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I attended a meeting by a very senior person at my work place. The meeting concerned the theme of Data analytics and Big Data.

The presentation mentioned the goal as "evangelize raw data". Is this usage correct and appropriate?

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    Hello, karmanaut. A good question on this site will show evidence of attempts to find an answer from existing sources, according to the help center. – Edwin Ashworth Jul 15 '14 at 19:21
  • What did "evangelize raw data" appear to mean? Unless the evangelizing was something actually done to the data (after which they would presumably no longer be wholly raw), it is likely some preposition or phrase such as "on behalf of" might be needed between evangelize and raw data. – Brian Donovan Jul 15 '14 at 19:30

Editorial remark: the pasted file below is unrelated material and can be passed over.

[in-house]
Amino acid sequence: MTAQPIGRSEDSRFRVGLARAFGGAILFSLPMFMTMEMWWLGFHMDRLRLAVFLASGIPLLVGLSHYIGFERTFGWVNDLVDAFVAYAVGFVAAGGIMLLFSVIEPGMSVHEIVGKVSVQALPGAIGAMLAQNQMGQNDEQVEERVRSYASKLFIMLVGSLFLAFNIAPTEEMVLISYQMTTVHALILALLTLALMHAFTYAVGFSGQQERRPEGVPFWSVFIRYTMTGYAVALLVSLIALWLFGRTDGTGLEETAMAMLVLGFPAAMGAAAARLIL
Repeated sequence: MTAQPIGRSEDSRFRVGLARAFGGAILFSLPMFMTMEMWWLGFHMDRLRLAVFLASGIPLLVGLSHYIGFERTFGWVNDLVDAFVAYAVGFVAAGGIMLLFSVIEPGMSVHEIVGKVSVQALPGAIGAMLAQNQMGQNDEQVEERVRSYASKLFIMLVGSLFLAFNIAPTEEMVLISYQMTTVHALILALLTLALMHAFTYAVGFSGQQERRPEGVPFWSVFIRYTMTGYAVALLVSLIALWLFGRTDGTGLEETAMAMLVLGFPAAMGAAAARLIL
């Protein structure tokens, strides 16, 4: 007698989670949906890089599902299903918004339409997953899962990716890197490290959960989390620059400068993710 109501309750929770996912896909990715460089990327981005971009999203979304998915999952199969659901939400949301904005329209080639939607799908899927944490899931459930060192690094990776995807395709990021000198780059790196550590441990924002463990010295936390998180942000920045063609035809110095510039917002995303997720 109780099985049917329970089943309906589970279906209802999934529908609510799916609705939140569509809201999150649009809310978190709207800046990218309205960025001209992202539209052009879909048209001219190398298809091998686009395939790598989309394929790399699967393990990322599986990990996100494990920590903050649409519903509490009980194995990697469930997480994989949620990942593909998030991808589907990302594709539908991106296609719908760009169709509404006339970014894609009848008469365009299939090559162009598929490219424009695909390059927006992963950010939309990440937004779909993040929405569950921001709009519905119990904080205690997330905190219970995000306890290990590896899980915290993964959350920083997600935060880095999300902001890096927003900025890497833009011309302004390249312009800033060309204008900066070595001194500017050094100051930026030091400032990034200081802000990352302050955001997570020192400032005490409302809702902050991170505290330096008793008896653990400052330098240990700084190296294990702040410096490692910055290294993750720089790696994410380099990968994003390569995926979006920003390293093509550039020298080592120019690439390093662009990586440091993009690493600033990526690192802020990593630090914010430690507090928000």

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    It's a reasonable figurative use, probably meaning that the goal was to promote awareness of, use of, or preference for raw data. I suppose the intent could also be to evangelize to the users of raw data and try to get them to convert to something else. To be sure which was intended, we'd have to see/hear the rest of the presentation; the phrase is ambiguous in isolation, which is bad practice but not incorrect. – keshlam Jul 15 '14 at 19:32
  • It's metaphorical. 'evangelize' being used as 'promote'. – Mitch Jul 16 '14 at 12:00
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I read it as "evangelize the use of raw data in analysis", but that's far too wordy for the typical PowerPoint slide. I'd simply assume it was shortened for easy consumption.

See The Gettysburg PowerPoint for a stirring example of the impact of using PowerPoint slides to reach your audience.

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